use some_db
db.auth("myNormalUser", "xyz123")
db.foo.insert({x:1})
use some_other_db
db.foo.find({})
| improve this answer | |
  • 2
    Finally I got an idea what is really happening. – mestarted Jun 20 '17 at 17:36
  • 3
    I find myself wishing accepted answers could get refreshed on SO. This is the most relevant solution as of July 2017. – azatar Jul 17 '17 at 15:51
  • 1
    Please update your answer! I don't know from where you got userAdminAnyDatabase from but it doesn't work. The role is root for admin access over all the dbs. – Aakash Verma Nov 15 '17 at 23:26
  • @AakashVerma docs.mongodb.com/manual/reference/built-in-roles/… ;) Also NEVER USE ROOT unless for development purposes where you know you cannot be compromised! (tbh just never use root lol) – basickarl Nov 16 '17 at 9:42
63

First, un-comment the line that starts with #auth=true in your mongod configuration file (default path /etc/mongod.conf). This will enable authentication for mongodb.

Then, restart mongodb : sudo service mongod restart

| improve this answer | |
  • 11
    default path is /etc/mongod.conf not /etc/mongo.conf – Mithril Sep 7 '15 at 6:58
  • 2
    or, firstly uncomment, then restart :))) – GioMac Mar 9 '16 at 13:24
  • 2
    Update: Now restart service with : sudo service mongodb restart – sharafjaffri Oct 24 '16 at 19:32
  • config file location and name is as: /etc/mongodb.conf – HGMamaci May 1 at 21:53
46

This answer is for Mongo 3.2.1 Reference

Terminal 1:

$ mongod --auth

Terminal 2:

db.createUser({user:"admin_name", pwd:"1234",roles:["readWrite","dbAdmin"]})

if you want to add without roles (optional):

db.createUser({user:"admin_name", pwd:"1234", roles:[]})

to check if authenticated or not:

db.auth("admin_name", "1234")

it should give you:

1

else :

Error: Authentication failed.
0
| improve this answer | |
  • 2
    older versions such as 2.4 would use db.addUser – arviman Aug 30 '16 at 7:52
  • I had to type use admin before createUser otherwise it gave an error. – Guillaume F. Jun 12 '17 at 14:42
28

Here is a javascript code to add users.

  1. Start mongod with --auth = true

  2. Access admin database from mongo shell and pass the javascript file.

    mongo admin "Filename.js"

    "Filename.js"

    // Adding admin user
    db.addUser("admin_username", " admin_password");
    // Authenticate admin user
    db.auth("admin_username ", " admin_password ");
    // use  database code from java script
    db = db.getSiblingDB("newDatabase");
    // Adding newDatabase database user  
    db.addUser("database_username ", " database_ password ");
    
  3. Now user addition is complete, we can verify accessing the database from mongo shell

| improve this answer | |
  • 1
    Setting user name and password in a file does not look very secure. – Exploring Apr 12 '14 at 1:49
  • Javascript. Not "java script". – Camilo Martin Aug 23 '14 at 0:09
  • what is the purpose of javascript file here ? – Ravi Sep 13 '16 at 15:59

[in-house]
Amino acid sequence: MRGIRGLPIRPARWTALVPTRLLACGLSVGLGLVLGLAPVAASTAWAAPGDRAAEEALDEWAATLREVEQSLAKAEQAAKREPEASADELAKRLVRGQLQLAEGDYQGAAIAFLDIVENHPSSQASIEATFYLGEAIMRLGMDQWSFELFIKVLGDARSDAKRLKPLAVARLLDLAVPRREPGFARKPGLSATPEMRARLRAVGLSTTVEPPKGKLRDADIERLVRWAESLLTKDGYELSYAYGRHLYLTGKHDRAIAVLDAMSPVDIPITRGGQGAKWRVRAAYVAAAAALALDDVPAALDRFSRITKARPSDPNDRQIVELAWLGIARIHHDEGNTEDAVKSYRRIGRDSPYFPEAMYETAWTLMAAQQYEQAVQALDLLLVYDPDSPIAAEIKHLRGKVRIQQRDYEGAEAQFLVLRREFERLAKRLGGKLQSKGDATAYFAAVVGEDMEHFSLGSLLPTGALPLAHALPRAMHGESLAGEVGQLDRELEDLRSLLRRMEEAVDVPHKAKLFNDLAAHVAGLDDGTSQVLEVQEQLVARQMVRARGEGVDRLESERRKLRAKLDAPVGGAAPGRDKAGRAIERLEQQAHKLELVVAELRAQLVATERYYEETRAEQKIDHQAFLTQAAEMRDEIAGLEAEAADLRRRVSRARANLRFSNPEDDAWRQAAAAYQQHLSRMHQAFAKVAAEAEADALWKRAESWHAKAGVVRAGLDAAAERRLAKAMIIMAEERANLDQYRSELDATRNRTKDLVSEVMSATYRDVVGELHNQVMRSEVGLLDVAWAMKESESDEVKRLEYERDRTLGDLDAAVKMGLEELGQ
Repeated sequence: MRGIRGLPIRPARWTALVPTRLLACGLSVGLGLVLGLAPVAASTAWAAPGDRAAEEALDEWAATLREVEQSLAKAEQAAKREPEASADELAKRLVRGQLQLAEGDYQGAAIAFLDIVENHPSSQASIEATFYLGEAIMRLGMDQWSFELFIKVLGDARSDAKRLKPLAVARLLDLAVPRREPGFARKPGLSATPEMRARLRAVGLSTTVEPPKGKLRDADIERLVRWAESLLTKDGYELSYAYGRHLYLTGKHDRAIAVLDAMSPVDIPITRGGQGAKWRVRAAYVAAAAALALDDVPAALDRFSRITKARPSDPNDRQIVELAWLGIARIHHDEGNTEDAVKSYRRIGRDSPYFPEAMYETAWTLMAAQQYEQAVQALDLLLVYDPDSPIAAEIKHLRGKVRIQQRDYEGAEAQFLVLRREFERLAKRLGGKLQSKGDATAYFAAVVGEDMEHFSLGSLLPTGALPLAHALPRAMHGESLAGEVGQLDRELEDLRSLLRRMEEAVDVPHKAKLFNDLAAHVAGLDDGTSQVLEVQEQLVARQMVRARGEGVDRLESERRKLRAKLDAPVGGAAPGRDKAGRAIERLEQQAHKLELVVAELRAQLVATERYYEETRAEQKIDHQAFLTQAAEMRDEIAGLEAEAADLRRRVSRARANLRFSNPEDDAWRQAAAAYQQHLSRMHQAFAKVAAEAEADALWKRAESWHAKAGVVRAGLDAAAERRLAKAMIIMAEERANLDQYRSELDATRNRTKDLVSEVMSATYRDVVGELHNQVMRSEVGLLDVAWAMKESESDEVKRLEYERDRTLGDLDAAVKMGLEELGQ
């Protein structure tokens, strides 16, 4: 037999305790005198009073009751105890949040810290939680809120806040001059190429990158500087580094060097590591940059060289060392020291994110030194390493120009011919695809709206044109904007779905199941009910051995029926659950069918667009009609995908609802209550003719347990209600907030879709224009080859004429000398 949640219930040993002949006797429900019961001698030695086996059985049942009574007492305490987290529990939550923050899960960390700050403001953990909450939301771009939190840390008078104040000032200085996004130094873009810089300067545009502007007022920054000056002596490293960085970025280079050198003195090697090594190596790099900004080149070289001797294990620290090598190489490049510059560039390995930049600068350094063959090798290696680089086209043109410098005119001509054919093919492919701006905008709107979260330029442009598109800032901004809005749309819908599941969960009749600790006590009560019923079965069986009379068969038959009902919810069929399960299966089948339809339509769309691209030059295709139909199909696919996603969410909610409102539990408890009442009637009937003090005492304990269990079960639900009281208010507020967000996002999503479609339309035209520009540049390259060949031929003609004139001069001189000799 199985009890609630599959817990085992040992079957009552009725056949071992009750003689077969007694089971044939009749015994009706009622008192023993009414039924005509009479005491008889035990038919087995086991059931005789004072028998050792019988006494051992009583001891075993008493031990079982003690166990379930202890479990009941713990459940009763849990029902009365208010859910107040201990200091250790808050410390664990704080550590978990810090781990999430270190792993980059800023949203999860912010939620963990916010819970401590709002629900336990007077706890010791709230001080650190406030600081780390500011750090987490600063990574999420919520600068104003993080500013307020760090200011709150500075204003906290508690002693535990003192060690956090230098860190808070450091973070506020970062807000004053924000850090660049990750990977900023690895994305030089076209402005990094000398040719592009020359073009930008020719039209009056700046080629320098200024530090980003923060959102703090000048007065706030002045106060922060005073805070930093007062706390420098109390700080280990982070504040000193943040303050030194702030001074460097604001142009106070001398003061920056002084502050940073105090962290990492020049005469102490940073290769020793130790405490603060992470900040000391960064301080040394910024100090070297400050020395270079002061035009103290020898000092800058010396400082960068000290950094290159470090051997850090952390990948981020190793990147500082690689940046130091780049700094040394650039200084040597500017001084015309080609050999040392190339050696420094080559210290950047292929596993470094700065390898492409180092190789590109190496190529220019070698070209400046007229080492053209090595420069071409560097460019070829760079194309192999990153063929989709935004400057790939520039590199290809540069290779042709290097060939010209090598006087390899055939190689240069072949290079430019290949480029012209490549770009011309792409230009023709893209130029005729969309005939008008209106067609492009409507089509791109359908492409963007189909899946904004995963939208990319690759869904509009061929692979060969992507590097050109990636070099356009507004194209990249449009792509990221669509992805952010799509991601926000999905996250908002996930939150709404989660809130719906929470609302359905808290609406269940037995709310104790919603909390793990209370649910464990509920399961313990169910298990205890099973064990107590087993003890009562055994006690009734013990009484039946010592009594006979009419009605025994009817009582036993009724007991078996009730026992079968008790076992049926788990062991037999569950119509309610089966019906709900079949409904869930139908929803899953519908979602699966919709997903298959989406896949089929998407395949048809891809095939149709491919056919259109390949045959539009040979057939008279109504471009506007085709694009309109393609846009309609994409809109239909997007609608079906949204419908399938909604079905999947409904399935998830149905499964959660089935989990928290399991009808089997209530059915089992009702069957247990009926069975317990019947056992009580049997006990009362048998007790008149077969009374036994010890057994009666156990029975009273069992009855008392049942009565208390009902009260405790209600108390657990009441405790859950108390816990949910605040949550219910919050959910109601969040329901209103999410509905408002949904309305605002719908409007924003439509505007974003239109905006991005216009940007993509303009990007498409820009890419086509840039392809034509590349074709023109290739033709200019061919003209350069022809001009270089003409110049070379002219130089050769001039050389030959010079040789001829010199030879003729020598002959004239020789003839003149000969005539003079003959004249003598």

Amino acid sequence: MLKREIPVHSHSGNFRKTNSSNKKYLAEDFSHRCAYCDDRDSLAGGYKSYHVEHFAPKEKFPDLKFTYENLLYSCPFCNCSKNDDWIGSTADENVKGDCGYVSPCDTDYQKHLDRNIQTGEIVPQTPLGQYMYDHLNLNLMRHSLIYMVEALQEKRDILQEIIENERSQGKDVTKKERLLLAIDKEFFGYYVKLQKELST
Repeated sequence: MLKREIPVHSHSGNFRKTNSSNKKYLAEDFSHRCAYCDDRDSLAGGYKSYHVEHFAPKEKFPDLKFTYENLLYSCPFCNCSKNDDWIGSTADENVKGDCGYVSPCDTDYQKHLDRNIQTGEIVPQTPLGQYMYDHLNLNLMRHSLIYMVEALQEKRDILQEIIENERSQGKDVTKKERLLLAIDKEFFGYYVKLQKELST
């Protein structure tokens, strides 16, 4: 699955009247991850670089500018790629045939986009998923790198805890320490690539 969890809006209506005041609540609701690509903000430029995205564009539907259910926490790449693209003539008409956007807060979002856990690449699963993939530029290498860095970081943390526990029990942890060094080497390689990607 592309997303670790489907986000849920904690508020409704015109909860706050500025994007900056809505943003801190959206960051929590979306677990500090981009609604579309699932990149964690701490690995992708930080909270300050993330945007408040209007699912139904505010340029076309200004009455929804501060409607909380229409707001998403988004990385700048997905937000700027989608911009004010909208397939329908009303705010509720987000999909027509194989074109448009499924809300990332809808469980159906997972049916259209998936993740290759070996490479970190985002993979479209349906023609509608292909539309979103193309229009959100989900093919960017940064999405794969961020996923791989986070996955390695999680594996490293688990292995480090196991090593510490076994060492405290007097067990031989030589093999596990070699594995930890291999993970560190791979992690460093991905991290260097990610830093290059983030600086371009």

• @CamiloMartin JavaScript, not "Javascript". – Madbreaks Mar 4 at 18:12
15

https://docs.mongodb.com/manual/reference/configuration-options/#security.authorization

Edit the mongo settings file;

sudo nano /etc/mongod.conf

Add the line:

security.authorization : enabled

Restart the service

sudo service mongod restart

Regards

| improve this answer | |
  • 3
    I don't understand why everybody don't mention this. It's so important – John Aug 22 '18 at 9:31
11

First run mongoDB on terminal using

mongod

now run mongo shell use following commands

    use admin
db.createUser(
  {
    user: "myUserAdmin",
    pwd: "abc123",
    roles: [ { role: "userAdminAnyDatabase", db: "admin" } ]
  }
)

Re-start the MongoDB instance with access control.

mongod --auth

Now authenticate yourself from the command line using

mongo --port 27017 -u "myUserAdmin" -p "abc123" --authenticationDatabase "admin"

I read it from

https://docs.mongodb.com/manual/tutorial/enable-authentication/

| improve this answer | |
  • 1
    i defined a user, with root, then add more and more till i find you, MongoDB Enterprise > db.system.users.find() { "_id" : "admin.admin", "user" : "admin", "db" : "admin", "credentials" : { "SC RAM-SHA-1" : { "iterationCount" : 10000, "salt" : "k96PCEflidMY5seVju+gAw==", "s toredKey" : "CabQTnJtny7cv0wT5X8oX9QOn3A=", "serverKey" : "RJyCdnlIhyIfj2+d44L61 bYK+MU=" } }, "roles" : [ { "role" : "userAdminAnyDatabase", "db" : "admin" }, { "role" : "dbAdmin", "db" : "admin" }, { "role" : "userAdmin", "db" : "admin" }, { "role" : "root", "db" : "admin" } ] } still authentication fails – deadManN Jun 11 '17 at 15:16
  • i even used db.changeUserPassword(), or any thing it was, even after that, when i call db.auth('admin', 'my pass') or the way you done it, it says authentication failed for user admin – deadManN Jun 11 '17 at 15:18
  • Use root role to provides access to the operations and all the resources of the following roles combined... role root – Laode Muhammad Al Fatih Feb 17 at 23:31